Il Draggo Ruggenti
Now here’s a challenge – a shoot at Brooklands (no track left) and a car that won’t run. And we need action shots…
The day started well when the car, John Simister and I all arrived at the same time and in one piece, and the weather looked perfect. The car “Il Draggo Ruggenti” is effectively a home-built special with a WWI aero engine and parts from various vintage cars. It’s insane. A fire-spitting monster, louder than the apocalypse but much funnier. Everyone who saw it loved it, with the Brooklands offices emptying to see what was up.
We managed to get it running on the very small part of the original Brooklands banking preserved as part of the museum and got a couple of panning shots in the bag.
I thought I do some statics on the banking too, and with astonishing (and unusual) foresight I asked John to sit in the car, just in case I could do something with them afterwards.
The we took the insanity down to the Mercedes-Benz track as they’d kindly offered us some running over lunch. Whereupon it refused to start, much to the disappointment of everyone who’d turned out to watch the spectacle. We tried to half and hour and then gave up.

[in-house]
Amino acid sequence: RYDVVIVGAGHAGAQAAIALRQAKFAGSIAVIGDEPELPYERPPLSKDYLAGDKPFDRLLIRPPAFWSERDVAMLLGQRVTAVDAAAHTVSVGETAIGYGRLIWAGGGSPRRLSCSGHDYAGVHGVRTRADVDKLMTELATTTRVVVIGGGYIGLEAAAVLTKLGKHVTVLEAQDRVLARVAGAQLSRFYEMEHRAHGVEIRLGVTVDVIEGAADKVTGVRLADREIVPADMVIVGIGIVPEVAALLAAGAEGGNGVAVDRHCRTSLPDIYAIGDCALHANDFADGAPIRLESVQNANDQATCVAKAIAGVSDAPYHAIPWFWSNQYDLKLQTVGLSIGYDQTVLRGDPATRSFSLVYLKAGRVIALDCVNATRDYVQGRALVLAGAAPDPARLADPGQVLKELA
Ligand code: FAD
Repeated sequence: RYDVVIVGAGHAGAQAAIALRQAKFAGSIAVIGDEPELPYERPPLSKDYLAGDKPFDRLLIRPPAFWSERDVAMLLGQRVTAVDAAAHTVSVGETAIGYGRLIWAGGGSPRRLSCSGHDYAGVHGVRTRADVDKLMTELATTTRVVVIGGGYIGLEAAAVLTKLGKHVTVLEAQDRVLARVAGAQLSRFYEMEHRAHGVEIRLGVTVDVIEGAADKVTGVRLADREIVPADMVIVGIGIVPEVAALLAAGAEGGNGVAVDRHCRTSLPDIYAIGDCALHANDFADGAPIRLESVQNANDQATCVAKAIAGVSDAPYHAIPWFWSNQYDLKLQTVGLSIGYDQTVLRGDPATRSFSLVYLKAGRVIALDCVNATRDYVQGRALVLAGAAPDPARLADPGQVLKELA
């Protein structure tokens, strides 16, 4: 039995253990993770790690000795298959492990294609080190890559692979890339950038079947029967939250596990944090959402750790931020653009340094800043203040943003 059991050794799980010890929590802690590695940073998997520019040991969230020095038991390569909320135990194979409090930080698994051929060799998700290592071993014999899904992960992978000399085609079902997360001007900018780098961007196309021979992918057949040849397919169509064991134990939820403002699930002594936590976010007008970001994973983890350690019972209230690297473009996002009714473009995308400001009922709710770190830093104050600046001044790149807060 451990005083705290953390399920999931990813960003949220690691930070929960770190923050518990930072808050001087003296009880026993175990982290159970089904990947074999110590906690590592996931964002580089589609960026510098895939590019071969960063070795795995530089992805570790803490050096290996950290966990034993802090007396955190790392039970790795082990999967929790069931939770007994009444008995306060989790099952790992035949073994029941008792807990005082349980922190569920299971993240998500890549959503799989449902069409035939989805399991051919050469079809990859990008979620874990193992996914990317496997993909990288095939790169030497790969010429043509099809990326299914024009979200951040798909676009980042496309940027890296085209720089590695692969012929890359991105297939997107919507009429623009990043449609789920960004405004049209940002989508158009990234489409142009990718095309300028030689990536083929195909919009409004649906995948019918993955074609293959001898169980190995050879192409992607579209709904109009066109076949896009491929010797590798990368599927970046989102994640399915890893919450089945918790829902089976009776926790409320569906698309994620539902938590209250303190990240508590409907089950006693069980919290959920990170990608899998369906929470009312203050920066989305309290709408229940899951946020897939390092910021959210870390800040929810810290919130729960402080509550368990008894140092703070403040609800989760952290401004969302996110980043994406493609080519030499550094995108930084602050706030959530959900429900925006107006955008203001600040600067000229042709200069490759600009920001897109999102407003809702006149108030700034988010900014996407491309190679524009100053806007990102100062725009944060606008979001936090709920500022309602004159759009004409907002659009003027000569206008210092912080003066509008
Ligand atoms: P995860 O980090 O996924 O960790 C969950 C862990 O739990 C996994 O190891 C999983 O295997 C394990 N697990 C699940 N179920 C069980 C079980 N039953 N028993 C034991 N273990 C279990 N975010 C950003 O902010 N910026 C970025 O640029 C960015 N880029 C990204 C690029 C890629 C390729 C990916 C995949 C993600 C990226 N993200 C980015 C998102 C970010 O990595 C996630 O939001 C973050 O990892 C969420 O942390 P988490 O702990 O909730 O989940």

So, the upshot of all this is creating a dynamic shot from static images, which is where the amazing Virtual Rig Studio software comes into play. It’s extremely expensive but gets you out of trouble when you really need it, along with offering amazing creative potential if you shoot with it in mind from the off.
It creates curved blurs, at varying intensities, through an image. Also accepting alpha channels, you can layer an image up to a really convincing rig shot, given the time.
The devil is definitely in the details though, as in this case the wheels weren’t turning, so you have to cut them out and blur them individually and then comp them back in. Previously I’ve jacked a car up and spun the wheel by hand with a long exposure to get the effect in-camera. Much easier!